Emotional Control. Sometimes a client or a visitor can upset you. You feel like making a rude or nasty remark…DON’T DO IT! Remember, that the client is worried about themselves, their illness, or their family. Client or family stress levels may affect their ability to communicate and listen. Be sensitive to this. Speak in simple terms. Do not be upset if you must repeat yourself several times. Be understanding if they repeat themselves too. Lean to be patient and accept constructive criticism and suggestions from your patient, supervisor and coworkers. Remember, the end goal is only to provide the best possible care for the patients.

Using the Telephone. If you wear or carry a cell phone, put it on silent mode while you care for the client. If you receive a personal call, you can answer it after you leave the house. NEVER speak on your phone pertaining to personal issues while you are caring for a client. NEVER take a client’s picture. NEVER discuss one client while at another’s home. This is an unacceptable invasion of privacy and is a violation of HIPAA and could subject you to disciplinary action as well as criminal/civil charges.

Relationships with clients. You may spend more time with the client than anyone. Often you are the only person a client will see all day. As a result, it is easy to see how some clients will develop a very strong attachment to you. This may make you feel good. However, keep in mind that ultimately you may be harming your clients progress towards independence.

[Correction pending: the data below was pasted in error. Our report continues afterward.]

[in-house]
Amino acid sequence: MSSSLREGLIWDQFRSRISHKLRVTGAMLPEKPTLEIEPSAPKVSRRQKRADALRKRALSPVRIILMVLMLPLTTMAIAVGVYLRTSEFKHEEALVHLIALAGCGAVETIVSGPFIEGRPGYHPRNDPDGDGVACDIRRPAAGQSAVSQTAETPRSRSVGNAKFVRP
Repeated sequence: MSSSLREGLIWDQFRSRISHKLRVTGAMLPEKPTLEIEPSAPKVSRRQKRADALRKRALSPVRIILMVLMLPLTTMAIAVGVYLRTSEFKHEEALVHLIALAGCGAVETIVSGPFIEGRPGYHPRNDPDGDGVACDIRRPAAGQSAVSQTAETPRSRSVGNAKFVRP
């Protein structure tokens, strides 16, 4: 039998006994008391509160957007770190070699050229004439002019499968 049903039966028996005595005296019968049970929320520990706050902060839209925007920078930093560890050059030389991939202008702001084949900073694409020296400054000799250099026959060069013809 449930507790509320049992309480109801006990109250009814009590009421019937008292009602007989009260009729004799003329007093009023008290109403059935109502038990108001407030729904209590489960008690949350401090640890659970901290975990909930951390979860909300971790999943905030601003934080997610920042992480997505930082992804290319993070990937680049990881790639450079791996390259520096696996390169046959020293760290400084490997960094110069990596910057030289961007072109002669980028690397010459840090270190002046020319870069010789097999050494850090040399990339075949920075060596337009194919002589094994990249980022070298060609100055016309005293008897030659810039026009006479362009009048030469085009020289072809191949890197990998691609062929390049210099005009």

Therefor it is important you maintain professional boundaries with all clients and families. This means that while you provide care in a friendly manner, it is important to not become too emotionally involved. Indications that your too involved; spending extra time off the clock with your clients, thinking you are the only person that can provide care to your client, or developing feelings of friendship.

Family and Visitors. Staff are to NEVER have visitors while at patient’s house, however, the patients themselves may have visitors.

Tips for dealing with patient visitors.

-Listen to visitors. Whether it is a suggestion, a complaint, or “passing the time of day,” listen. Some suggestions by visitors can be very helpful in providing care.

-Do not get involved in family affairs. Never take sides in family quarrel.

-If a visitor asks you a question about your client, politely say that you “do not feel comfortable answering on behalf of the client and that they may want to ask the client for this information”. If not careful, this could become a HIPAA violation.

-Visitors may arrive at the house and give you orders: “While I’m here to watch Mama, you clean the bathroom.” Be open about your responsibilities. Explain that your supervisor sets up the service plan and that you will need to discuss all changes with them.

Communication Quiz

True/False Circle One

1. Communication is an exchange of information.

2. We communicate in three ways. What are those ways?

3. When someone speaks to you, you should act as if you’re not interested?

4. Non-verbal communication is also called body language.

5. Your role as a home care provider is to sit around, watch TV, play on your phone, and eat the clients food.

Answer Key:

1. True

2. Verbal, Written, Non-Verbal or Body Language

3. False

4. True

5. False